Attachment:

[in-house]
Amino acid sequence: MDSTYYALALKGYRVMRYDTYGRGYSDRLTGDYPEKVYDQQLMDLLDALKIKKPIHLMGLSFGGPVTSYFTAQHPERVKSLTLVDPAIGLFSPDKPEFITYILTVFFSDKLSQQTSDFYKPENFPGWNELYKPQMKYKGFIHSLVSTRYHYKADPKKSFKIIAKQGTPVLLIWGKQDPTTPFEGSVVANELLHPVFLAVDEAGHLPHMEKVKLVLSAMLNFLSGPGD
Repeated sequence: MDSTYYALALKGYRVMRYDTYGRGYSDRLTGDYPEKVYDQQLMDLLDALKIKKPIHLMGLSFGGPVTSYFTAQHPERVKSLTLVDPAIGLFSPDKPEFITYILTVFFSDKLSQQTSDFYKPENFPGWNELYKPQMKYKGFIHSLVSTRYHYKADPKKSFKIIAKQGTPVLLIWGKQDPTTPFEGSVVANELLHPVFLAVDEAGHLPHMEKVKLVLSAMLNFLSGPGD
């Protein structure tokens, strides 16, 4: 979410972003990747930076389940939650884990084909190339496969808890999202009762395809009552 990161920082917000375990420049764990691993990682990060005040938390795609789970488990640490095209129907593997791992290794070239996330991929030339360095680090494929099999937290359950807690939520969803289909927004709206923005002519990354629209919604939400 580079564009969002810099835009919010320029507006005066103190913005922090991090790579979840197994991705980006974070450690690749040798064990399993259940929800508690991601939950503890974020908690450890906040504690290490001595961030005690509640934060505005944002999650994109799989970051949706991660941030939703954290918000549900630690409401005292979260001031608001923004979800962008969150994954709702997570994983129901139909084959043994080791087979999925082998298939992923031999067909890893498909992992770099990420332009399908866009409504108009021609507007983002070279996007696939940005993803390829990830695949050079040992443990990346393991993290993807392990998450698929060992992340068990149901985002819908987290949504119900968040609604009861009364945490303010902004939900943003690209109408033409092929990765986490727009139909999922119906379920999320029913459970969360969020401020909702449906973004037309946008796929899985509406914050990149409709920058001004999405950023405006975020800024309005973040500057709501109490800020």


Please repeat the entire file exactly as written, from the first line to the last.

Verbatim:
[in-house]
Amino acid sequence: MDSTYYALALKGYRVMRYDTYGRGYSDRLTGDYPEKVYDQQLMDLLDALKIKKPIHLMGLSFGGPVTSYFTAQHPERVKSLTLVDPAIGLFSPDKPEFITYILTVFFSDKLSQQTSDFYKPENFPGWNELYKPQMKYKGFIHSLVSTRYHYKADPKKSFKIIAKQGTPVLLIWGKQDPTTPFEGSVVANELLHPVFLAVDEAGHLPHMEKVKLVLSAMLNFLSGPGD
Repeated sequence: MDSTYYALALKGYRVMRYDTYGRGYSDRLTGDYPEKVYDQQLMDLLDALKIKKPIHLMGLSFGGPVTSYFTAQHPERVKSLTLVDPAIGLFSPDKPEFITYILTVFFSDKLSQQTSDFYKPENFPGWNELYKPQMKYKGFIHSLVSTRYHYKADPKKSFKIIAKQGTPVLLIWGKQDPTTPFEGSVVANELLHPVFLAVDEAGHLPHMEKVKLVLSAMLNFLSGPGD
């Protein structure tokens, strides 16, 4: 979410972003990747930076389940939650884990084909190339496969808890999202009762395809009552 990161920082917000375990420049764990691993990682990060005040938390795609789970488990640490095209129907593997791992290794070239996330991929030339360095680090494929099999937290359950807690939520969803289909927004709206923005002519990354629209919604939400 580079564009969002810099835009919010320029507006005066103190913005922090991090790579979840197994991705980006974070450690690749040798064990399993259940929800508690991601939950503890974020908690450890906040504690290490001595961030005690509640934060505005944002999650994109799989970051949706991660941030939703954290918000549900630690409401005292979260001031608001923004979800962008969150994954709702997570994983129901139909084959043994080791087979999925082998298939992923031999067909890893498909992992770099990420332009399908866009409504108009021609507007983002070279996007696939940005993803390829990830695949050079040992443990990346393991993290993807392990998450698929060992992340068990149901985002819908987290949504119900968040609604009861009364945490303010902004939900943003690209109408033409092929990765986490727009139909999922119906379920999320029913459970969360969020401020909702449906973004037309946008796929899985509406914050990149409709920058001004999405950023405006975020800024309005973040500057709501109490800020």